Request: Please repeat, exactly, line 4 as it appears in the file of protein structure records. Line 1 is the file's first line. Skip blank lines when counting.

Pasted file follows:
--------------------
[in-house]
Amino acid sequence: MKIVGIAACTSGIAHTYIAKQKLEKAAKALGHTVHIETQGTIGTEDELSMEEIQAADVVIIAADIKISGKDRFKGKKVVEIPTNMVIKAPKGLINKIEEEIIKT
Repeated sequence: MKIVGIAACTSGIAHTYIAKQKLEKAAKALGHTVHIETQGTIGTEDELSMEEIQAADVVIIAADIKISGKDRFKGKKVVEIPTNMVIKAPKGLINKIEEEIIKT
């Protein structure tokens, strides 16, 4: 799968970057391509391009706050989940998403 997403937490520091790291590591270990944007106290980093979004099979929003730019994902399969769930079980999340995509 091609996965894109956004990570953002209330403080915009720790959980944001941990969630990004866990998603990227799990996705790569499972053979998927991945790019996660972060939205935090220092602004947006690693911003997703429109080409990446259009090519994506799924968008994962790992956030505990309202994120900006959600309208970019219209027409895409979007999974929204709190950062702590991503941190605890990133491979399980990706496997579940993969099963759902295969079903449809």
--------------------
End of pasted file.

């Protein structure tokens, strides 16, 4: 799968970057391509391009706050989940998403 997403937490520091790291590591270990944007106290980093979004099979929003730019994902399969769930079980999340995509 091609996965894109956004990570953002209330403080915009720790959980944001941990969630990004866990998603990227799990996705790569499972053979998927991945790019996660972060939205935090220092602004947006690693911003997703429109080409990446259009090519994506799924968008994962790992956030505990309202994120900006959600309208970019219209027409895409979007999974929204709190950062702590991503941190605890990133491979399980990706496997579940993969099963759902295969079903449809």